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Collecting Qualitative Data


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Collecting Qualitative Data

  2. 2. WHAT IS THE PROCESS OF QUALTATIVE DATA CLLECTION? <ul><li>1- Identify your participants and sites. </li></ul><ul><li>2- Gain access. </li></ul><ul><li>3- Determine the type of data to collect. </li></ul><ul><li>4- Develop data collection forms. </li></ul><ul><li>5- Administer the process in an ethical manner. </li></ul>
  5. 5. To develop a detailed understanding Select people or sites who can best help us understand our phenomenon Select representative individuals To generalize from sample to the population Purposeful “Qualitative” sampling Random “Quantitative” sampling To make “claims” about the population To build/test “theories” that explain the population. That might provide useful information. That might help people learn about the phenomenon. That might give voice to silenced people.
  6. 6. PURPOSEFUL SAMPLING <ul><li>Researchers intentionally select individuals and sites to learn and understand the central phenomenon. </li></ul>
  7. 7. TYPES OF PURPOSEFUL SAMPLING <ul><ul><ul><ul><ul><li>Maximal Variation Sampling </li></ul></ul></ul></ul></ul><ul><ul><ul><ul><ul><li>Extreme Case Sampling </li></ul></ul></ul></ul></ul><ul><ul><ul><ul><ul><li>Typical Sampling </li></ul></ul></ul></ul></ul><ul><ul><ul><ul><ul><li>Theory or Concept Sampling </li></ul></ul></ul></ul></ul><ul><ul><ul><ul><ul><li>Homogeneous Sampling </li></ul></ul></ul></ul></ul><ul><ul><ul><ul><ul><li>Critical Sampling </li></ul></ul></ul></ul></ul><ul><ul><ul><ul><ul><li>Opportunistic Sampling </li></ul></ul></ul></ul></ul><ul><ul><ul><ul><ul><li>Snowball Sampling </li></ul></ul></ul></ul></ul><ul><ul><ul><ul><ul><li>Confirming and Disconfirming Sampling </li></ul></ul></ul></ul></ul>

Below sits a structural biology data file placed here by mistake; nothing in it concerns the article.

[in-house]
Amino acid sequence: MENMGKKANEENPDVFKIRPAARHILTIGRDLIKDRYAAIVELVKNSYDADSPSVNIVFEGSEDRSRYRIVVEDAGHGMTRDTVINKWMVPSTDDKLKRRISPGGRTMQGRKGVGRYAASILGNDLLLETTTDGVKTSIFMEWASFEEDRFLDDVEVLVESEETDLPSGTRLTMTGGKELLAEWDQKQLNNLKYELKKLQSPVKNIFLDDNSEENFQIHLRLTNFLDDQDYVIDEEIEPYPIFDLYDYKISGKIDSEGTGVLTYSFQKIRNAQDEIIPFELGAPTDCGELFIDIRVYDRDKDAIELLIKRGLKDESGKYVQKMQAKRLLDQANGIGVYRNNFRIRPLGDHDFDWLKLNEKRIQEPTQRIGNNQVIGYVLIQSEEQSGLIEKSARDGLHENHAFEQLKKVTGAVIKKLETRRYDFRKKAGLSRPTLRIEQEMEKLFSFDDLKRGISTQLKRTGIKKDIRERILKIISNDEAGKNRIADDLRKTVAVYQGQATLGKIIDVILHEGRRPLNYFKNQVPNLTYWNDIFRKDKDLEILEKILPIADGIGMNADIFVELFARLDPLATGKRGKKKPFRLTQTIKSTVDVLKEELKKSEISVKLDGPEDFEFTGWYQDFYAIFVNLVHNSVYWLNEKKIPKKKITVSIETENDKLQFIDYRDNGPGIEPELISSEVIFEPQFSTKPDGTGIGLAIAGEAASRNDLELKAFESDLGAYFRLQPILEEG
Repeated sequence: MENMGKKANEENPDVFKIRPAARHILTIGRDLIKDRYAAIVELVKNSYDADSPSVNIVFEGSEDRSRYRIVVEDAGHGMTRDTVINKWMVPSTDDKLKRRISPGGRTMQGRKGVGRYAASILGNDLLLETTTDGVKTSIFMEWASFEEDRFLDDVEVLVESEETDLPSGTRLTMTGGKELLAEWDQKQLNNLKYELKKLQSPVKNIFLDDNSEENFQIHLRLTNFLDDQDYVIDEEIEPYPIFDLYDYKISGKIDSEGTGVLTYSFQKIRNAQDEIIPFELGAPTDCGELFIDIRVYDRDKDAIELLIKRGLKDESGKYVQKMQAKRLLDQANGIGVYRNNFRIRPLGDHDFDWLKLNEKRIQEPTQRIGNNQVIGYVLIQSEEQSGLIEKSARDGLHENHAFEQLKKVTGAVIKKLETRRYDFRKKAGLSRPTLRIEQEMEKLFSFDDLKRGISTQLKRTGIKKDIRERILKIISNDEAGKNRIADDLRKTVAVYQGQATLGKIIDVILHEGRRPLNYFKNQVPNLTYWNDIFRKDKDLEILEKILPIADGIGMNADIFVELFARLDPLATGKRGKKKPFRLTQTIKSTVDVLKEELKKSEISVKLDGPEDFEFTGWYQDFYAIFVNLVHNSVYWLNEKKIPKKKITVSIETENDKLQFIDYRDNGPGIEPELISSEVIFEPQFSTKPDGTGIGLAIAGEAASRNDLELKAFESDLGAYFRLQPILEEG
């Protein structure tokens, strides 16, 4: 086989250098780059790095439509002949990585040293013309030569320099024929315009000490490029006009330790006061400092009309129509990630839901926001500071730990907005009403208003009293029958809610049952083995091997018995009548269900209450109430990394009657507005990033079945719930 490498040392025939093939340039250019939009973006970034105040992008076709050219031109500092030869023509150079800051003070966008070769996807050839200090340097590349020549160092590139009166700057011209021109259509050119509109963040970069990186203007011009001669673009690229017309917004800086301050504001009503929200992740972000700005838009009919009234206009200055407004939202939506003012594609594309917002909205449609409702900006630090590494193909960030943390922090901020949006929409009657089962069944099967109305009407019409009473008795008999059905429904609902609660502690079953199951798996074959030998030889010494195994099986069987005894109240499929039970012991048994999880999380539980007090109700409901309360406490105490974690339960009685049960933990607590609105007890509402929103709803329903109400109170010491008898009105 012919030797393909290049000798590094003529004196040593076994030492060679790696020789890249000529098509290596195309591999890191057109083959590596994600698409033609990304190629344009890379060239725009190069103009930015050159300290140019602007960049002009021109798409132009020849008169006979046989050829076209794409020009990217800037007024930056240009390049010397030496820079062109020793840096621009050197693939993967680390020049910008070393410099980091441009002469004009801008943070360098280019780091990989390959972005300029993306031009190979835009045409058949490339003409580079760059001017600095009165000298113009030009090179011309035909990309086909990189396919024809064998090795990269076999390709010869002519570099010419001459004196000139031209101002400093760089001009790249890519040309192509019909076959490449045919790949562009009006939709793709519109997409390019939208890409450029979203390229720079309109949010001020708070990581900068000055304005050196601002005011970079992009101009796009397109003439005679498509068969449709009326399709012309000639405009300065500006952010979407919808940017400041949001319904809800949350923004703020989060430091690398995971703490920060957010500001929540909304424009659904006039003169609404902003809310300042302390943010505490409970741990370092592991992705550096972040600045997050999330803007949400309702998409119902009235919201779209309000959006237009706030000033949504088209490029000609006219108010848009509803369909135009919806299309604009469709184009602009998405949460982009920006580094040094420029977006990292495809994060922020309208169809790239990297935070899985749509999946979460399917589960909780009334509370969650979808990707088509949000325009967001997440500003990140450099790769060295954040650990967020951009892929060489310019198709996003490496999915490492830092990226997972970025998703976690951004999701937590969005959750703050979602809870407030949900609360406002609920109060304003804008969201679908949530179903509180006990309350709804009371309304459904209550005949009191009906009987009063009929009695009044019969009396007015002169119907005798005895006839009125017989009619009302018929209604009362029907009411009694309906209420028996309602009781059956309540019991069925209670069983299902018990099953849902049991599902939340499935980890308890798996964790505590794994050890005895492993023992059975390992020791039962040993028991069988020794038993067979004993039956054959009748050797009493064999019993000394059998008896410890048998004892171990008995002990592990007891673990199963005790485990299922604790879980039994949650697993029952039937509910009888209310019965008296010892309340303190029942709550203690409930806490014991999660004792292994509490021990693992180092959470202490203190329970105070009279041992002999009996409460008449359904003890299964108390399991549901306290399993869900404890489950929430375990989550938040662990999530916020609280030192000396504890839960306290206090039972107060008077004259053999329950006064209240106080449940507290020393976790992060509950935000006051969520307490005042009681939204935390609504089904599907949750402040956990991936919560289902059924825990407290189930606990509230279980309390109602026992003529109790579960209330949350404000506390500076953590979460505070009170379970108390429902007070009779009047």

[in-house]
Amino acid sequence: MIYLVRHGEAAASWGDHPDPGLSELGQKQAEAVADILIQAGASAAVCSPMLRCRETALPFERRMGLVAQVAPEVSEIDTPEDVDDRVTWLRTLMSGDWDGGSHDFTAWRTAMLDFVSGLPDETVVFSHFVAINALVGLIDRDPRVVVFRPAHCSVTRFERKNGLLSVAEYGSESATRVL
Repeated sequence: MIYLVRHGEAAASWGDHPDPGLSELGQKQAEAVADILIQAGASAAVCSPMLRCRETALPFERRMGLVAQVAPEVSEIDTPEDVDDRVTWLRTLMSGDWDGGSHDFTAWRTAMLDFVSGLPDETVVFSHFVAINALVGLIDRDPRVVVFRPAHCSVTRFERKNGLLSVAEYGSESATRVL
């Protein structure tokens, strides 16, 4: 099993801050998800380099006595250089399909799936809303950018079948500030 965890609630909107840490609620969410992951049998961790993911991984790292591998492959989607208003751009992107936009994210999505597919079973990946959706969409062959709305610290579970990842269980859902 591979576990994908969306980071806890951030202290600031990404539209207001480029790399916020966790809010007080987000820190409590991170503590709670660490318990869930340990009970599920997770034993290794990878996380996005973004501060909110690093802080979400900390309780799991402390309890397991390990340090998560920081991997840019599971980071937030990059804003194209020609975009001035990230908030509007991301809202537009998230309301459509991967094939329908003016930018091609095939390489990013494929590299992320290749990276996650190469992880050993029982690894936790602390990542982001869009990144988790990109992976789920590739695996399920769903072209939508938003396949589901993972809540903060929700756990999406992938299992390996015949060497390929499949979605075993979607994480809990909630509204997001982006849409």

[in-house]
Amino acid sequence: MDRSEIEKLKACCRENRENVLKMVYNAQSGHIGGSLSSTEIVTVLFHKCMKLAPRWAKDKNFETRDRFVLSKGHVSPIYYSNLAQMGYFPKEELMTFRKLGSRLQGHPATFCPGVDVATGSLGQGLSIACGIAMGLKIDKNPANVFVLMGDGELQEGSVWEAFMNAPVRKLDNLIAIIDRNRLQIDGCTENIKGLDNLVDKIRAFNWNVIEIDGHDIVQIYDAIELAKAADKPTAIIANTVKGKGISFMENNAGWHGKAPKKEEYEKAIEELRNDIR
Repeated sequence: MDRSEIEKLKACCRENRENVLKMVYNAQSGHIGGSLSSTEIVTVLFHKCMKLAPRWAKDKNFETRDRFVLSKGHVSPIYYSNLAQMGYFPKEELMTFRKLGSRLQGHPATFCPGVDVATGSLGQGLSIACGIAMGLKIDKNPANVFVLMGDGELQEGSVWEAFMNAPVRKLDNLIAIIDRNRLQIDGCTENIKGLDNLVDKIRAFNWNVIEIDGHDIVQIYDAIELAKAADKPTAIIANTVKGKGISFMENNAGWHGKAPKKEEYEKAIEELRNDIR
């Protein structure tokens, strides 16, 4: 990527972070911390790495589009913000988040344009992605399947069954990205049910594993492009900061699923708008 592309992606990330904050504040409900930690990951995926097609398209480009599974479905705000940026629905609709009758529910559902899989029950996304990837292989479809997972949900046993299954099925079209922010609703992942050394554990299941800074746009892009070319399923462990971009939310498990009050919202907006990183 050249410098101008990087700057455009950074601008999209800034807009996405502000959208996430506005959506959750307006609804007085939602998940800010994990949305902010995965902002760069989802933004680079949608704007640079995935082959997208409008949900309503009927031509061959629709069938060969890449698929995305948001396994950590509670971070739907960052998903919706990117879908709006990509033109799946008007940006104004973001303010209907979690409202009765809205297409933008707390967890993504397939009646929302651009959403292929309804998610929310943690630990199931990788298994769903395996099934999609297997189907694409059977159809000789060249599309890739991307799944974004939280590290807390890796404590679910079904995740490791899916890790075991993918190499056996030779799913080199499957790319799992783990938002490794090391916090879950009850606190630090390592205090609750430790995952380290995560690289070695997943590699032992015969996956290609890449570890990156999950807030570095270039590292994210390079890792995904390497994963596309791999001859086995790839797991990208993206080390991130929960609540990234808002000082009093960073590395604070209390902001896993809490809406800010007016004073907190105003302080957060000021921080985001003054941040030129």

8. 8. Maximal Variation Sampling: <ul><li>A purposeful sampling strategy in which the researcher samples cases or individuals that differ on some characteristic or trait. </li></ul><ul><li>e.g. different age groups. </li></ul>
  9. 9. EXTREME CASE SAMPLING <ul><li>Is a form of purposeful sampling in which you study an outlier case or one that displays extreme characteristics. </li></ul><ul><li>-Choose extreme cases after knowing the typical or average case-e.g., outstanding successes, crisis events </li></ul>
  10. 10. Typical Sampling <ul><li>A form of a purposeful sampling in which the researcher studies a person or site that is “typical” to those unfamiliar with the situation. </li></ul>
  11. 11. Theory or Concept Sampling <ul><li>A purposeful sampling strategy in which the researcher samples individuals or sites because they can help the researcher generate or discover a theory or specific concepts within the theory. </li></ul>
  12. 12. Homogeneous Sampling <ul><li>The researcher purposefully samples individuals or sites based on membership in a subgroup that has defining characteristics. </li></ul>
  13. 13. Critical Sampling <ul><li>Identify the case that can illustrate some phenomenon dramatically. </li></ul>
  14. 14. Opportunistic Sampling <ul><li>Purposeful sampling undertaken after the research begins, to take advantage of unfolding events that will help answer research questions. </li></ul>
  15. 15. Snowball Sampling <ul><li>A form of purposeful sampling that typically proceeds after a study begins and occurs when the researcher asks participants to recommend other individuals to study. </li></ul>